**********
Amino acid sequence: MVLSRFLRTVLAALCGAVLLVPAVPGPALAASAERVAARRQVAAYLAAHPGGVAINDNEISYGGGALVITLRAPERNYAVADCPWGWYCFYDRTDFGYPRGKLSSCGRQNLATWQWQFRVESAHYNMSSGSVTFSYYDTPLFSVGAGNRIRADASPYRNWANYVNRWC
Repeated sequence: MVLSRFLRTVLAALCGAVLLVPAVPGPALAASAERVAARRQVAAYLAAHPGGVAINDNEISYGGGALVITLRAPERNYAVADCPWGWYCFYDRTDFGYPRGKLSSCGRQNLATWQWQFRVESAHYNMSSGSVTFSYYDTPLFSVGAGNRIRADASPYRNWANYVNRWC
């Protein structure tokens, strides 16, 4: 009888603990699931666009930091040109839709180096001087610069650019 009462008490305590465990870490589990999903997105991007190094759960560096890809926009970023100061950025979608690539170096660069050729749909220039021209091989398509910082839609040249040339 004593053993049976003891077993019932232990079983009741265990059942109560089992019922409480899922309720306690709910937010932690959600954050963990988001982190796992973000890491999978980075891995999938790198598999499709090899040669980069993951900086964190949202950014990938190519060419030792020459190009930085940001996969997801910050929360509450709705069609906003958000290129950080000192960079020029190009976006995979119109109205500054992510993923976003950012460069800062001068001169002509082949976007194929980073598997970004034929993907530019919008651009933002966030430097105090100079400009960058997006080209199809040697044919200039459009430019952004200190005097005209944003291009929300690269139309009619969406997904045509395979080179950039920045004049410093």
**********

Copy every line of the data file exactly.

Amino acid sequence: MVLSRFLRTVLAALCGAVLLVPAVPGPALAASAERVAARRQVAAYLAAHPGGVAINDNEISYGGGALVITLRAPERNYAVADCPWGWYCFYDRTDFGYPRGKLSSCGRQNLATWQWQFRVESAHYNMSSGSVTFSYYDTPLFSVGAGNRIRADASPYRNWANYVNRWC
Repeated sequence: MVLSRFLRTVLAALCGAVLLVPAVPGPALAASAERVAARRQVAAYLAAHPGGVAINDNEISYGGGALVITLRAPERNYAVADCPWGWYCFYDRTDFGYPRGKLSSCGRQNLATWQWQFRVESAHYNMSSGSVTFSYYDTPLFSVGAGNRIRADASPYRNWANYVNRWC
């Protein structure tokens, strides 16, 4: 009888603990699931666009930091040109839709180096001087610069650019 009462008490305590465990870490589990999903997105991007190094759960560096890809926009970023100061950025979608690539170096660069050729749909220039021209091989398509910082839609040249040339 004593053993049976003891077993019932232990079983009741265990059942109560089992019922409480899922309720306690709910937010932690959600954050963990988001982190796992973000890491999978980075891995999938790198598999499709090899040669980069993951900086964190949202950014990938190519060419030792020459190009930085940001996969997801910050929360509450709705069609906003958000290129950080000192960079020029190009976006995979119109109205500054992510993923976003950012460069800062001068001169002509082949976007194929980073598997970004034929993907530019919008651009933002966030430097105090100079400009960058997006080209199809040697044919200039459009430019952004200190005097005209944003291009929300690269139309009619969406997904045509395979080179950039920045004049410093």